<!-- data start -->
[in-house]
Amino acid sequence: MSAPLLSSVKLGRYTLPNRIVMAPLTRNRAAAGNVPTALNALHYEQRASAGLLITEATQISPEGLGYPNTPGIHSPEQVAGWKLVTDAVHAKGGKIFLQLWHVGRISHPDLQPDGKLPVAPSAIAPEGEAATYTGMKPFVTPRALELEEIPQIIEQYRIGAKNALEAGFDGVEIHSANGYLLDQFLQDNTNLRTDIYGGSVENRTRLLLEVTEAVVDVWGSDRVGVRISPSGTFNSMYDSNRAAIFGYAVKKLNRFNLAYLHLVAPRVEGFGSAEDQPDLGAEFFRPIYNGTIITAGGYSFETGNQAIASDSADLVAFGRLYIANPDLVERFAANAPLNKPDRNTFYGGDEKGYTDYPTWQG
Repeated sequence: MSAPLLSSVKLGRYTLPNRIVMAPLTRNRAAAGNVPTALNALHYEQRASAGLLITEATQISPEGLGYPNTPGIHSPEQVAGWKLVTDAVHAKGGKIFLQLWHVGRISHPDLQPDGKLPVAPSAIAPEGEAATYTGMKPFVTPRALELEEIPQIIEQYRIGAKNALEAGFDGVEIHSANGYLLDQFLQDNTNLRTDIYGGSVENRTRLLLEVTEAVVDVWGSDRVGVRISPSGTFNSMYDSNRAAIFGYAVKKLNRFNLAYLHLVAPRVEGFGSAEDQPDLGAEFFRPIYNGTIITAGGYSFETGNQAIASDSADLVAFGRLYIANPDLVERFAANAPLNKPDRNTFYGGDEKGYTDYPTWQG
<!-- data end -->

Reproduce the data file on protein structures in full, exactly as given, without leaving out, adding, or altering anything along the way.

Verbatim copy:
[in-house]
Amino acid sequence: MSAPLLSSVKLGRYTLPNRIVMAPLTRNRAAAGNVPTALNALHYEQRASAGLLITEATQISPEGLGYPNTPGIHSPEQVAGWKLVTDAVHAKGGKIFLQLWHVGRISHPDLQPDGKLPVAPSAIAPEGEAATYTGMKPFVTPRALELEEIPQIIEQYRIGAKNALEAGFDGVEIHSANGYLLDQFLQDNTNLRTDIYGGSVENRTRLLLEVTEAVVDVWGSDRVGVRISPSGTFNSMYDSNRAAIFGYAVKKLNRFNLAYLHLVAPRVEGFGSAEDQPDLGAEFFRPIYNGTIITAGGYSFETGNQAIASDSADLVAFGRLYIANPDLVERFAANAPLNKPDRNTFYGGDEKGYTDYPTWQG
Repeated sequence: MSAPLLSSVKLGRYTLPNRIVMAPLTRNRAAAGNVPTALNALHYEQRASAGLLITEATQISPEGLGYPNTPGIHSPEQVAGWKLVTDAVHAKGGKIFLQLWHVGRISHPDLQPDGKLPVAPSAIAPEGEAATYTGMKPFVTPRALELEEIPQIIEQYRIGAKNALEAGFDGVEIHSANGYLLDQFLQDNTNLRTDIYGGSVENRTRLLLEVTEAVVDVWGSDRVGVRISPSGTFNSMYDSNRAAIFGYAVKKLNRFNLAYLHLVAPRVEGFGSAEDQPDLGAEFFRPIYNGTIITAGGYSFETGNQAIASDSADLVAFGRLYIANPDLVERFAANAPLNKPDRNTFYGGDEKGYTDYPTWQG